10. Next I just hit Command-Right Arrow (or my Wacom button) to go the the next image, and repeat steps 5—9.

Eventually that will result in 128 x 3 = 384 files. Each collection is in it’s own stack, which makes keeping track of them easy, but I still need to separate them for the final export. That’s really simple too. Here’s a sample of what this looks like so far.

Exporting

I created export presets for the size and also for the name. Partially because I’m particular like that, and really like making presets and keeping things exact… and partially because it makes it easy to send samples to the client and ensure that the exact same size and naming scheme is used every time. So my export and naming presets look like this:

Export Presets—click for larger view

For the export, I made three presets, named Large, Thumb and Medium so it’d be quick to see which was which. Each one is sized to “fit within” the required size of 220 or 300 or 800. By the way, if you set your export size to 800 x 800, that means that no matter the ratio of the original image, the longest side will be only 800 pixels.

Naming Presets—click for larger view

Same idea in the naming. Make it obvious by naming the presets Large, Thumb and Medium. And then the name itself is set to “Version Name” (which is the “bracelet beaded red” name), followed by “-Large_800” or an appropriate name.

Those paying close attention will realize that I’ll also have an “ - Version 2” and “ - Version 3” in my export names, which I really don’t want in the final delivery. That’s OK, those are really easy to remove in the Finder.

OK so now I have all three versions of each file ready to go, the export presets are built and the naming presets are built. Time to export! But what’s the easiest way to select just the 128 files of the now 384 for each batch? This is why those names are handy. I’ll start with the Thumb and Medium.

  1. Search in the project for “Version 2”. This will immediately show all and only the version 2 files, which of course are the small thumbnails.

  1. Select all of those, and export using the export preset named Thumb, and the naming preset named Thumb. Voilà!
  2. Repeat the search for “Version 3” and exporting with the appropriate presets.
  3. For the large, which has no “Version xx” in the name, there are two ways. You could just close all the stacks, and since the large image was the first image, that will be on top of the stack. Select all and export, and it will be exporting only the top image in the stack. OR, you could do a search for version names that do NOT include the word “Version”, but that takes more time to set up. If you wanted to create a smart album however to show you just those images, that’d be a great way to do it!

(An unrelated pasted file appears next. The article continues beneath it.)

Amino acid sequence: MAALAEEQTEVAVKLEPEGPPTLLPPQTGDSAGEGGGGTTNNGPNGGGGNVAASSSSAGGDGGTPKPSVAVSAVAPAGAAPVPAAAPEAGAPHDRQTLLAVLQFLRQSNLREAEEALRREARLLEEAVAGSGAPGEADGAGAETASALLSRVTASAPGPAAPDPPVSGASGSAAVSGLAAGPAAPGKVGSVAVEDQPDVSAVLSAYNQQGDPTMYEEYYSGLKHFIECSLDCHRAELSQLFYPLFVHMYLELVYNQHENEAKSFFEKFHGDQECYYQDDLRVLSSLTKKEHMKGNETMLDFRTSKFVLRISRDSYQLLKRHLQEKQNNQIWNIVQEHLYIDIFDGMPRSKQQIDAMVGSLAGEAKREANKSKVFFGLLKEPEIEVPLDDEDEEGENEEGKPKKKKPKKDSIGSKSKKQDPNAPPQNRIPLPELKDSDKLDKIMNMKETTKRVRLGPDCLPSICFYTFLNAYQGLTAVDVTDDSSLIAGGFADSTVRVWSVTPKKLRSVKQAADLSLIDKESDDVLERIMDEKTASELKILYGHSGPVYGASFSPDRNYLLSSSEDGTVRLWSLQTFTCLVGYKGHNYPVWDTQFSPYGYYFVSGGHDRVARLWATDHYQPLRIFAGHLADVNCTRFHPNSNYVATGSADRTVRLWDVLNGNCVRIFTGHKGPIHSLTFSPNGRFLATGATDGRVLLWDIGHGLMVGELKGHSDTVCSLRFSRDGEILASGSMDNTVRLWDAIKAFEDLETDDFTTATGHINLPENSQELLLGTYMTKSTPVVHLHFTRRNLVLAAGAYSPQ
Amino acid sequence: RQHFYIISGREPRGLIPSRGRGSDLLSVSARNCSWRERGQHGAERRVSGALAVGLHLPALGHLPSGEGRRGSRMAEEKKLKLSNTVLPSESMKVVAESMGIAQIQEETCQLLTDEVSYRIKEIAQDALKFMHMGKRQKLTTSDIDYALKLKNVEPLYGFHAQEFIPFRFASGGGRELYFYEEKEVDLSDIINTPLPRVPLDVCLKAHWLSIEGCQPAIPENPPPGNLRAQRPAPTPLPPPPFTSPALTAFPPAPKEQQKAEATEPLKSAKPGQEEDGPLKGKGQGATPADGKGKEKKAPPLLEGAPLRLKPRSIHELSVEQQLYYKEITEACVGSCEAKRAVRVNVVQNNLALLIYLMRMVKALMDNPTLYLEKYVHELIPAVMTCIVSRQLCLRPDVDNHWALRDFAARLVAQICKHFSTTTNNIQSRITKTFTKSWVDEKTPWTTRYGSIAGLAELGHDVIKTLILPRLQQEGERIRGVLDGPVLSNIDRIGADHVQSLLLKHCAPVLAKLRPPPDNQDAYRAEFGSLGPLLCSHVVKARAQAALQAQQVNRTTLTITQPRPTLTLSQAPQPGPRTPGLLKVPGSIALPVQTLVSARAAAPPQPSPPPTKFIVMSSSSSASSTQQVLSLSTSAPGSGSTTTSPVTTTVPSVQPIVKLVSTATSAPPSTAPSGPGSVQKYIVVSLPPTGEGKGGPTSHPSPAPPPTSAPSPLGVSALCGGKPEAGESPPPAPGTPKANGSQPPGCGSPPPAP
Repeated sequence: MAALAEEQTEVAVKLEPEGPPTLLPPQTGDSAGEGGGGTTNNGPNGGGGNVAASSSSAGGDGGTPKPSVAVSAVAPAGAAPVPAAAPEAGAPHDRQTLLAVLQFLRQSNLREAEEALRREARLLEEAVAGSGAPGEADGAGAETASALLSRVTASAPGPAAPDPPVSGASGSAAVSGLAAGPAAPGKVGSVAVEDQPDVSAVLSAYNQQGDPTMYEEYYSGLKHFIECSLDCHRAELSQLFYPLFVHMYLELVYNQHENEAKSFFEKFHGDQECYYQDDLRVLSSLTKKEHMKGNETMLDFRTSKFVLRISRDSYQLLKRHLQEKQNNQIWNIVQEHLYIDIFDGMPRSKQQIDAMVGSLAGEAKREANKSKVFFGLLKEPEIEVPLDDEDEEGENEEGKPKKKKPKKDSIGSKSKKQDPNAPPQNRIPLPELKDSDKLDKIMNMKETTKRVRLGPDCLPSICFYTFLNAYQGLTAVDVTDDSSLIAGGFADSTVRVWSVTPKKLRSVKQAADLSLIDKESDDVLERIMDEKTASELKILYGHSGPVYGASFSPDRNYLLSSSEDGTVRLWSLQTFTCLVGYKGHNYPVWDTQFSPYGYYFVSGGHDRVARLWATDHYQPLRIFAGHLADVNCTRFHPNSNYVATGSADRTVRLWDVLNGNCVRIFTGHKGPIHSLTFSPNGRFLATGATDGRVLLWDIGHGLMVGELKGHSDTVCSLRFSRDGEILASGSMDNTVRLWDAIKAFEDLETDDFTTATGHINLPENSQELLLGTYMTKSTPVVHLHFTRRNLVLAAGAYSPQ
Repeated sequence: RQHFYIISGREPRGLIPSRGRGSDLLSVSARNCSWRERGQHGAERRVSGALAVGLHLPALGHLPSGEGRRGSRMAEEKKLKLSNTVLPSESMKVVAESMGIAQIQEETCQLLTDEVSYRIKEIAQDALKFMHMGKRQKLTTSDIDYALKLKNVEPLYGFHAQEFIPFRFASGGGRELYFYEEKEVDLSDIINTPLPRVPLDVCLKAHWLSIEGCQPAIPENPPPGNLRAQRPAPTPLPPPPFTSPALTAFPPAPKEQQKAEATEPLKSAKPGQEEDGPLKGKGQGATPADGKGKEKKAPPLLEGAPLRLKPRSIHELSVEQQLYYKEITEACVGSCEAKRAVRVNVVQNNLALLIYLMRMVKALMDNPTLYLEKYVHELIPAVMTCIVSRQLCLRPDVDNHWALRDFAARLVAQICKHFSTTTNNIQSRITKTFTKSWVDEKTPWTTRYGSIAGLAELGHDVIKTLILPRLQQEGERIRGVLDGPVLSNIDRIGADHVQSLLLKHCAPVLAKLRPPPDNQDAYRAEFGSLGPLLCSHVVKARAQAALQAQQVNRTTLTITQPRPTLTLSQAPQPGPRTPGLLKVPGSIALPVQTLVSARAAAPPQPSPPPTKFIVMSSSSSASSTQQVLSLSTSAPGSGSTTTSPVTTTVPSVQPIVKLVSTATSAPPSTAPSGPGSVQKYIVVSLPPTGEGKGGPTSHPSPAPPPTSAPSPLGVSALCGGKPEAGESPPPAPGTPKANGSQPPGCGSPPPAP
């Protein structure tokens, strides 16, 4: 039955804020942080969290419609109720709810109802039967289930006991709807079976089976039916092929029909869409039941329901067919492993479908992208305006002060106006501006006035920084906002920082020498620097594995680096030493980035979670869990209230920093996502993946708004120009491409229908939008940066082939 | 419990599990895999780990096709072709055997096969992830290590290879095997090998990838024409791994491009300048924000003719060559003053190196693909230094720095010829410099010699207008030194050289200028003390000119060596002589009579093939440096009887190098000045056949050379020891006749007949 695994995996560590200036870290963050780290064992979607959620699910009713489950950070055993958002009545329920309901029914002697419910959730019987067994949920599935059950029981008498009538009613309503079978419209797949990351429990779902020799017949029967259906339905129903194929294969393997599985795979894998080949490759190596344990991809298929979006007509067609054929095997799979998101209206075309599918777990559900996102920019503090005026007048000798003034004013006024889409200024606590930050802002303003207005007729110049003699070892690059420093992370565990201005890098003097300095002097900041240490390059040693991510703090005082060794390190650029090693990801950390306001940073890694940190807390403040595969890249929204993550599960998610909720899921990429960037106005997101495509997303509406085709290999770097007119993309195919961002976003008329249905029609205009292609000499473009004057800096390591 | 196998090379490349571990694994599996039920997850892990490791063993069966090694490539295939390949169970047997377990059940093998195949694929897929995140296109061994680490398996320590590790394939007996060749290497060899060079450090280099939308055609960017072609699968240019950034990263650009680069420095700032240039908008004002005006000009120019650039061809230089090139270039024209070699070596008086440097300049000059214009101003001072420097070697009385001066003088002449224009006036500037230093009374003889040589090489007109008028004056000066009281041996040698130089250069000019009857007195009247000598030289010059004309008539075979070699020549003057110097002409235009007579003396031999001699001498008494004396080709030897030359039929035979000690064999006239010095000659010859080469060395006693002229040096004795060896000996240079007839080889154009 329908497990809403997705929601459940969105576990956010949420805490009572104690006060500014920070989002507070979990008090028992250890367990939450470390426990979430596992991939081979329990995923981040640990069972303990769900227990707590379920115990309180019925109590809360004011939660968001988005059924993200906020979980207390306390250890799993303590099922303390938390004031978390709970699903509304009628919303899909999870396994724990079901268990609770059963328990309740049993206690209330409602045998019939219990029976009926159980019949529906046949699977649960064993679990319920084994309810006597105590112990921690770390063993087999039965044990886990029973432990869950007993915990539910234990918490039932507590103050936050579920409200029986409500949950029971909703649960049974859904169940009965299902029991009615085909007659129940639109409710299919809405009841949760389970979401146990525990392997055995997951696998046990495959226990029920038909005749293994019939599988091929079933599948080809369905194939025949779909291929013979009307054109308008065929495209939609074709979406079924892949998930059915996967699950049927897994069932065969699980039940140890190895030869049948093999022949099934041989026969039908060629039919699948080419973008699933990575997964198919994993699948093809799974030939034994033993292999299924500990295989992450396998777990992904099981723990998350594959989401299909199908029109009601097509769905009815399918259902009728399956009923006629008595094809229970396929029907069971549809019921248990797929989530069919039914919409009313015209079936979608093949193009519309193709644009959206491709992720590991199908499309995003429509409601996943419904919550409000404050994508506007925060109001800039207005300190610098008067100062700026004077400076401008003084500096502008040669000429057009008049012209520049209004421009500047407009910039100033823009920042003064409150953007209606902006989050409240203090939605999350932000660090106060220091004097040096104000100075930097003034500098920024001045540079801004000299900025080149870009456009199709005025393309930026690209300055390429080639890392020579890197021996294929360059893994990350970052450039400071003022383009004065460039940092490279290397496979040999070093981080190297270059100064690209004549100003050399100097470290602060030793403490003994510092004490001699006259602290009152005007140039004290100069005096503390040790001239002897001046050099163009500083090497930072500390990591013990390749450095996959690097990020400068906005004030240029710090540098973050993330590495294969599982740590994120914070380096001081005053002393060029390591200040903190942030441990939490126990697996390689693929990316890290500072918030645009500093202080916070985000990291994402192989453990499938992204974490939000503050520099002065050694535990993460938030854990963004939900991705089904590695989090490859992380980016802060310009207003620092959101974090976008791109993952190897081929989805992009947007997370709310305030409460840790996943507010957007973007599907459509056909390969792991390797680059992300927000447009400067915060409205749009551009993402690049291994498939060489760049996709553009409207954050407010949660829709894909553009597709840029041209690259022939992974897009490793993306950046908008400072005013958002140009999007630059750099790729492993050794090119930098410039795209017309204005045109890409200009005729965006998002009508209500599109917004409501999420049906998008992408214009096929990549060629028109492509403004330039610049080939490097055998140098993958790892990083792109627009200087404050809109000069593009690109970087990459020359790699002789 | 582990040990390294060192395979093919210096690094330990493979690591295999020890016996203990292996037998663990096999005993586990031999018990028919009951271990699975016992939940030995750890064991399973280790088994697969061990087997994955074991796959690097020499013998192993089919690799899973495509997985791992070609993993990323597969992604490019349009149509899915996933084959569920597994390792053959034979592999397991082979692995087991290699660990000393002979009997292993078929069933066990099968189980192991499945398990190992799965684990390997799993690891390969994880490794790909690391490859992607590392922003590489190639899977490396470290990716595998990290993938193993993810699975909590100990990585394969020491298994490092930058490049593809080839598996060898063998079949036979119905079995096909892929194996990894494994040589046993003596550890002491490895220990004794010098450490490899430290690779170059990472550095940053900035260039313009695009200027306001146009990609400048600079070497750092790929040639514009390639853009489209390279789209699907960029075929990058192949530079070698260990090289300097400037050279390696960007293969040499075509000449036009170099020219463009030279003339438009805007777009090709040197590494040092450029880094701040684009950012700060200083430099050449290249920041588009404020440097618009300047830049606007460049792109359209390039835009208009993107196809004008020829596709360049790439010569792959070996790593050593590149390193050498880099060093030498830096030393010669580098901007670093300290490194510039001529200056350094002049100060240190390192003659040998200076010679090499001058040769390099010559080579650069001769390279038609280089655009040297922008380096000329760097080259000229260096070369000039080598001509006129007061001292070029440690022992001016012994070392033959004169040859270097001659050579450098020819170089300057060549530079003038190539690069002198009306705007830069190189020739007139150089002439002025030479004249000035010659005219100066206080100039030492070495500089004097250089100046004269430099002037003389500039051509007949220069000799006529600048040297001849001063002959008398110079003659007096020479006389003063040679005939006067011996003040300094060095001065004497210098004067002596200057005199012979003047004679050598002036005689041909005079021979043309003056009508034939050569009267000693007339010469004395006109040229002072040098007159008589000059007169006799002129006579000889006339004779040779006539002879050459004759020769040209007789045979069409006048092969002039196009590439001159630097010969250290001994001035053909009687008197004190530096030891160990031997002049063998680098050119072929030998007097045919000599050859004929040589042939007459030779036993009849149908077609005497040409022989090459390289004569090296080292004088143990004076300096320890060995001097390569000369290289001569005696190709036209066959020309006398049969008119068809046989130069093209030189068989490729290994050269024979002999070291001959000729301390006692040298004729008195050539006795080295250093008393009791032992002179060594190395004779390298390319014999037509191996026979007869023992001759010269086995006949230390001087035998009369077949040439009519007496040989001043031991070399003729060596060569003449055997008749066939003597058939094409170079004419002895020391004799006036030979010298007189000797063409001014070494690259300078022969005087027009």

Clean-up

Finally I need to get rid of the “ - Version 2” and “ - Version 3” in the filenames. I use a fantastic utility called NameChanger from MRR Software. This utility allows you to almost instantly replace, add or delete text strings in file names. I swear by it. In this screenshot you can see that I’ve already removed the “ - Version 2” and am about to remove “ - Version 3”.

NameChanger in action—click for larger view

Now, I gotta back to this project. I’ll post a bunch of photos and talk about the shoot itself on my photography blog, ConfessionsOfATravelJunkie.com later on (tomorrow at the soonest).

App:
Apple Aperture
Platform:
macOS
Author:
PhotoJoseph

I just discovered this website. I am new to Aperture and am very anxious to learn more.

I have a Panasonic G1, but Aperture does not recognize the raw files from this camera.

There are others with the same concern, but Aperture ignores out inquiries.

Any ideas?

Jerry, welcome to the site. Aperture regularly updates RAW support, but I know it’s not fast enough for everyone’s liking. Hopefully the next version will support the cameras you need! In the meantime I hope you can learn a thing or two from this site.

cheers!
-Joseph

@PhotoJoseph
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Changing my old 4:3 pix to 16:9 in Aperture 3.0 How to do it please.Have hundreds to change.Can’t find an example so far and did not want to have to go back to P/shop to do it, if I don’t have to.

Saving the world one photograph at a time

Brian,

You can crop using the Crop tool in Aperture, set the crop ratio to 16:9 in the Crop tool, and then lift and stamp the crop to all your other photos. Adjust as needed.

If you would like a more detailed response, please post an original question in the forum and I’ll respond there.

@PhotoJoseph